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Heritage College Joins Two Other Colleges in Historic Pact to Improve Appalachia's Health

PIKEVILLE, KY – In a step that holds great promise for medically underserved populations in central Appalachia, three osteopathic medical schools in three states — including Ohio University’s Heritage College of Osteopathic Medicine — have affirmed their commitment to working together in a new consortium.

The aim of the Central Appalachian Consortium of Colleges of Osteopathic Medicine (CACCOM) is to collaborate on implementing innovative strategies that measurably improve health status in the region, by addressing how osteopathic physicians are trained. The signing of a memorandum of understanding (MOU) on November 9 marks a major step toward achieving that aim. As a first step, Consortium researchers will assess the health care workforce in central Appalachia, and examine how each of the colleges prepares physicians, to determine ways they can better fit their medical education strategies to meeting the region’s health care needs.

Signing the MOU were leaders from the Ohio University Heritage College of Osteopathic Medicine based in Athens, OH (Heritage College); Lincoln Memorial University DeBusk College of Osteopathic Medicine in Harrogate, TN (LMU-DCOM); and University of Pikeville – Kentucky College of Osteopathic Medicine in Pikeville, KY (KYCOM).

While an earlier MOU had formalized the colleges’ agreement to pursue a consortium, the new document lays out specific plans and funding for joint research, taking CACCOM from the drawing board phase into working collaboration.

Funding for this work will come out of an historic $105 million gift, made to the Heritage College in 2011 by the Ohio-based Osteopathic Heritage Foundation (OHF). As Heritage College Executive Dean Kenneth Johnson, D.O., notes, “Creating this consortium was one of the major goals we committed to as part of the OHF’s transformational Vision 2020 award.”

The head of the American Association of Colleges of Osteopathic Medicine (AACOM) welcomed the Consortium. “This new group will help the osteopathic medical community explore the many possibilities for innovation focused on primary care research and medical education,” says President and CEO Stephen C. Shannon, D.O., M.P.H. “The Consortium also has the potential to foster a strong culture of collaboration, empowering colleges of osteopathic medicine to more effectively synergize resources, share research-based innovations, and ultimately improve patient outcomes in the areas of primary care.

All three CACCOM member schools are based in rural sections of central Appalachia, with high levels of medically underserved communities and significant health professional shortages. In their missions, all accept some responsibility for the health of their home areas.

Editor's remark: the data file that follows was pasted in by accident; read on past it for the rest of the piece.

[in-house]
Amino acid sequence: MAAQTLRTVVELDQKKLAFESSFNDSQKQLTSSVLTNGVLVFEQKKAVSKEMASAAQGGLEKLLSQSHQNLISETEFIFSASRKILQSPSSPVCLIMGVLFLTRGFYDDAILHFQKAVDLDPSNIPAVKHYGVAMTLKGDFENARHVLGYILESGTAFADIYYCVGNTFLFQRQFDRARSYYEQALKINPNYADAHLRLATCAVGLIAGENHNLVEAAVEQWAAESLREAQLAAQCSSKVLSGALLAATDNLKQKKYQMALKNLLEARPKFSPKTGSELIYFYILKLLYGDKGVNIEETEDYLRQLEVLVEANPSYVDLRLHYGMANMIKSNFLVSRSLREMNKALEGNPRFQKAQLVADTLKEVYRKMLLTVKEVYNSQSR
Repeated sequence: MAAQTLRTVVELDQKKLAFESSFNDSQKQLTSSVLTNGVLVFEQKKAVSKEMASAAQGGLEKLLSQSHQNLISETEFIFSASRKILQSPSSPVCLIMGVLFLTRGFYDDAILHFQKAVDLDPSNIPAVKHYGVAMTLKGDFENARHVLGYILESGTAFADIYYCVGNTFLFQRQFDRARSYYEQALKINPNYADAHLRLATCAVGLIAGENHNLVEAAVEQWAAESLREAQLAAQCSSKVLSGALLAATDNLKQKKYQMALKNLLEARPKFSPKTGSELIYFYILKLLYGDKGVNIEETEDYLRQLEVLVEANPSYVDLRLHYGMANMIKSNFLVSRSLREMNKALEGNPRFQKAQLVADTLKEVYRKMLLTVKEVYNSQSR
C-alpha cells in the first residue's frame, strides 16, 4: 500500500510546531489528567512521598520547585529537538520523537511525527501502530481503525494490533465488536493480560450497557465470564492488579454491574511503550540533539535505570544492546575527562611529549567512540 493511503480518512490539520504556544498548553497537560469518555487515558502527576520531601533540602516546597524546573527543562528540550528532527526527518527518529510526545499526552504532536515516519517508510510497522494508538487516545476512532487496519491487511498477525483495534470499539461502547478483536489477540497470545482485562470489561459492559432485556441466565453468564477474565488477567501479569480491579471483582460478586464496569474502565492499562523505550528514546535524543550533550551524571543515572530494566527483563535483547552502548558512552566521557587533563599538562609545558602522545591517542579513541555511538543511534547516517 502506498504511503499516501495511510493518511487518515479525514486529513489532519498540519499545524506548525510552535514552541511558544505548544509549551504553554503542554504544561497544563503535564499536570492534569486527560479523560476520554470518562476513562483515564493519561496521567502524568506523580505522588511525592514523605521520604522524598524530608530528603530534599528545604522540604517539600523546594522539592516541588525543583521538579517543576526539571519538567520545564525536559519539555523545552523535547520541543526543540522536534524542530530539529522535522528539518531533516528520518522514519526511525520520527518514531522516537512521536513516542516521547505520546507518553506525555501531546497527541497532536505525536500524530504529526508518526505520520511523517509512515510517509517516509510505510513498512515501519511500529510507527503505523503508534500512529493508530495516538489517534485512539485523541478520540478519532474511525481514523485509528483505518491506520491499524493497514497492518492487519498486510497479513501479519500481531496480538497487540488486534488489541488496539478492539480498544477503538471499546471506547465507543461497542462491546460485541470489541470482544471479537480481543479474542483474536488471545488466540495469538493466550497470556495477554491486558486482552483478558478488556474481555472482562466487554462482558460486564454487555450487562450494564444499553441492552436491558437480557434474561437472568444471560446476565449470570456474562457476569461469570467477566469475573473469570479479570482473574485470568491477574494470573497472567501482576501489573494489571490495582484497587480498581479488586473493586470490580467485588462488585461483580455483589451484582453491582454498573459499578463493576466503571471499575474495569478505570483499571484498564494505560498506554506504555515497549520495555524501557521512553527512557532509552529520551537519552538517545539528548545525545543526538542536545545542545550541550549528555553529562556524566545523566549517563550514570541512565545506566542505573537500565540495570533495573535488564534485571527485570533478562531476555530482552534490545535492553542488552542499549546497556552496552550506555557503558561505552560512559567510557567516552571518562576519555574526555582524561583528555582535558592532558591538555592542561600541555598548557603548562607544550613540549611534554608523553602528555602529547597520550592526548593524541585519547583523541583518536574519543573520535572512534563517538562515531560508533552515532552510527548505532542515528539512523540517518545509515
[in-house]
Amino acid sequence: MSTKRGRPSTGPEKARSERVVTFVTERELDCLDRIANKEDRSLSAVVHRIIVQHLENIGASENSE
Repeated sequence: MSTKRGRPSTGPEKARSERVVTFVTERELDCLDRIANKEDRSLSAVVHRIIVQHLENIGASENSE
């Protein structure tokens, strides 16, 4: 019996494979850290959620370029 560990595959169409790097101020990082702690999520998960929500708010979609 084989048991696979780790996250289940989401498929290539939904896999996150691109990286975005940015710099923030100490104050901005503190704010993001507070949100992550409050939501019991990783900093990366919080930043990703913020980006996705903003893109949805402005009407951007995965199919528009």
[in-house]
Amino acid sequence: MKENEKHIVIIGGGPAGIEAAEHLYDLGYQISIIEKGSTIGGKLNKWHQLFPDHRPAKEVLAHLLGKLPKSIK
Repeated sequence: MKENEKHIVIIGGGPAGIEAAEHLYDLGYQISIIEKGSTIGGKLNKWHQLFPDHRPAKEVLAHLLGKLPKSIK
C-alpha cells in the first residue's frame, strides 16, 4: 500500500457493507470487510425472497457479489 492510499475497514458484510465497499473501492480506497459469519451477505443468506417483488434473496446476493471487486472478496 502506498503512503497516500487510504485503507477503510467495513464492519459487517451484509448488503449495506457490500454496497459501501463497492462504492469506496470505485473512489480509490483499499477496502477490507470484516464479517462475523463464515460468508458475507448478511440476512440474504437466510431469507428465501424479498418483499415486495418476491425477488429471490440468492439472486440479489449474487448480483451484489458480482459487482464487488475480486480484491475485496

The OHF approved a portion of its 2011 gift to support the start-up and development of a consortium focused on central Appalachia.

OHF President and CEO Richard A. Vincent says Consortium members “are committed to collaboratively serve the central Appalachia region and advance access to quality health and medical care, as evidenced by the signing of this historical memorandum of understanding. The Osteopathic Heritage Foundation is proud to be a part of this initiative.”

Augmenting the OHF funds, each school will contribute in-kind personnel resources, supplies and travel expenses. Eventually, costs associated with the consortium will be absorbed into college operating budgets, to make the Consortium sustainable.

The group’s first major task will be to develop and implement innovations in the way osteopathic physicians are trained, to improve access to health care in the region. Researchers will assess the state of the region’s health care workforce, and produce a document summarizing their findings, and providing tools and methods that schools can use to create new, customized strategies for physician workforce preparation. The Heritage College has become home to the lead researcher, faculty member Sebastián Díaz, Ph.D., associate professor of family medicine.

“Our college is proud to be able to play a central role in building research capacity for the group,” says Johnson of the Heritage College. “This will provide a structure for collaboration among these colleges to make significant, region-wide impact on the health status of vulnerable populations throughout central Appalachia.”

Each school will complete a self-assessment, looking at “levers” under its control — such as admission policies, curriculum and clinical placements — and how they can be used to impact the health care workforce. The focus will be on actions the three member schools can do better together than alone.

The Consortium has the support and engagement of federal agencies including the U.S. Department of Health and Human Services; directors of the Office of Rural Health Policy, National Center for Health Workforce Analysis, Office of Planning and Evaluation, and multiple Rural Health Research Centers; and the staff of the Appalachian Regional Commission. Marcia Brand, who during her 2009-2015 service as deputy director of the Health Resources and Services Administration (HRSA) was a strong supporter of the Consortium, says the project has great potential for positive change.

“I look forward to hearing about the Consortium’s progress and its impact on the health outcomes of people living in Appalachia,” Brand says. ”The collaboration between the three colleges of osteopathic medicine has tremendous potential to leverage community, state and federal resources. It is my hope that this effort will be the catalyst for significant and sustained improvements in the region’s health care.”